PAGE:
If you’re travelling within Australia, though, you’ll likely only need a domestic insurance policy. While this covers most of the same areas as an international policy, medical generally isn’t included, given that your Medicare and medical insurance will still be in use if you haven’t left the country. In most cases, travellers will take out this type of insurance to protect against potentially steep cancellation fees should something go wrong in the leadup to (or on) the trip.

Single-trip travel insurance

Those who aren’t generally frequent flyers are more likely to look at a single-trip policy. This does what it says on the tin: it covers you for an individual trip. If this is the only trip you’re planning to make in the next 12 or more months, it’ll probably be the best travel insurance option for you.

Annual travel insurance

In contrast, those who are on the move more often might instead look to annual or multi-trip insurance. This is a blanket policy which covers all of your travel in a given year. If you’re travelling interstate or overseas regularly for work or travel, an annual policy will likely be the most cost-efficient choice for you.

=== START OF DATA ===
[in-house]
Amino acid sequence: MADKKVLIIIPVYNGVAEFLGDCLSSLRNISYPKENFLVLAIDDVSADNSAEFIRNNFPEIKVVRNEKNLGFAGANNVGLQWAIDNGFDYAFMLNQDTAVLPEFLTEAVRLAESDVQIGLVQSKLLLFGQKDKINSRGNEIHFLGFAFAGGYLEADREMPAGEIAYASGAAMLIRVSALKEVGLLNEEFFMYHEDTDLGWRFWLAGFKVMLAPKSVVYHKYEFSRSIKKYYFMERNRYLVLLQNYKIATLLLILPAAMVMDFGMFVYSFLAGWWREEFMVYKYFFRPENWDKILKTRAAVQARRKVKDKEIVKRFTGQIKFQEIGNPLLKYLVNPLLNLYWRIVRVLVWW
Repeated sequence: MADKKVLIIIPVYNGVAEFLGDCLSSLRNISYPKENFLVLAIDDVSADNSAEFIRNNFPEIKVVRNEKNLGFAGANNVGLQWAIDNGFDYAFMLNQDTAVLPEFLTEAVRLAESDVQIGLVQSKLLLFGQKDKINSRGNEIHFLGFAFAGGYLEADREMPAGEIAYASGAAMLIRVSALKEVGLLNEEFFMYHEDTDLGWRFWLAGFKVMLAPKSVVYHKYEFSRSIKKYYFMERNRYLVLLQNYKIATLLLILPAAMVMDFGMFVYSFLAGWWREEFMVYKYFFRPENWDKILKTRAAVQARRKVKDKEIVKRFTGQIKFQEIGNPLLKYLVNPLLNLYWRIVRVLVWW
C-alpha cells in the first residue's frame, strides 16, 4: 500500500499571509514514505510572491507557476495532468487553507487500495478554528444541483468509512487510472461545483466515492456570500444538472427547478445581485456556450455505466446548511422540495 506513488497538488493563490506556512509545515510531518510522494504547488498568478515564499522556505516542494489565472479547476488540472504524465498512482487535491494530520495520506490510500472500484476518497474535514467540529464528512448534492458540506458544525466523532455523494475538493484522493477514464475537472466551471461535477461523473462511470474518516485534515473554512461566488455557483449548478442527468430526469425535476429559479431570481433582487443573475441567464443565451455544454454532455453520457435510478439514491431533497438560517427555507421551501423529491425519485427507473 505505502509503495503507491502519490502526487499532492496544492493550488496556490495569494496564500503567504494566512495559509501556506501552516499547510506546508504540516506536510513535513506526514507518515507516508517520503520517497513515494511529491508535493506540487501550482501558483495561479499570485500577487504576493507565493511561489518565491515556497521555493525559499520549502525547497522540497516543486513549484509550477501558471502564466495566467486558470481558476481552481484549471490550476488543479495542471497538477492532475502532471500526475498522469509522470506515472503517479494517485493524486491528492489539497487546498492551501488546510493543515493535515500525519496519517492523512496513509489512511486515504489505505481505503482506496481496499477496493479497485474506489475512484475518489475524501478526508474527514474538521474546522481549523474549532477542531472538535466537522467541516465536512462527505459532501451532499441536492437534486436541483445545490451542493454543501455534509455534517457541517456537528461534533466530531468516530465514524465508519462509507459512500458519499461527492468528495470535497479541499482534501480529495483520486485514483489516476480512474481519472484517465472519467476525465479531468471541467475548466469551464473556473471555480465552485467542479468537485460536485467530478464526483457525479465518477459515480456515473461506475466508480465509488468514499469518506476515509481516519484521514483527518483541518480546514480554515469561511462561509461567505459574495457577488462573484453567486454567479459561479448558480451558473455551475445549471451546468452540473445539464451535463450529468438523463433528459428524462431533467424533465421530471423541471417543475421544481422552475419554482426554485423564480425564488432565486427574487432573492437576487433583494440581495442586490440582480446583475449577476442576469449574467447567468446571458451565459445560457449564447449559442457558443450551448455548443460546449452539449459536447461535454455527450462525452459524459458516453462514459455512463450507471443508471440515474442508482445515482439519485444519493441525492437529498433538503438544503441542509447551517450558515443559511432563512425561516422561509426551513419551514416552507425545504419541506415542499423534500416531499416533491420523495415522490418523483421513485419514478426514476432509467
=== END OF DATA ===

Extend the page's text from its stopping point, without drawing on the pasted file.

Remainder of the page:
Cruise travel insurance

This type of insurance, as you may be able to guess, is designed for travellers who are setting sail on a cruise. If you’re taking an international cruise, Medicare won’t cover any medical expenses accrued whilst on board, while domestic cruises could still leave you with a hefty bill if the doctor isn’t registered with Medicare.

Seniors’ travel insurance

Because age is a relevant factor for insurers when considering enquiries, there are specialist policies available for senior travellers. There are insurers in the market who can cover all travellers under the age of 100. Taking flight or setting sail doesn’t have to only be a young person’s game; you can access the cover you need as a senior and travel without the stress.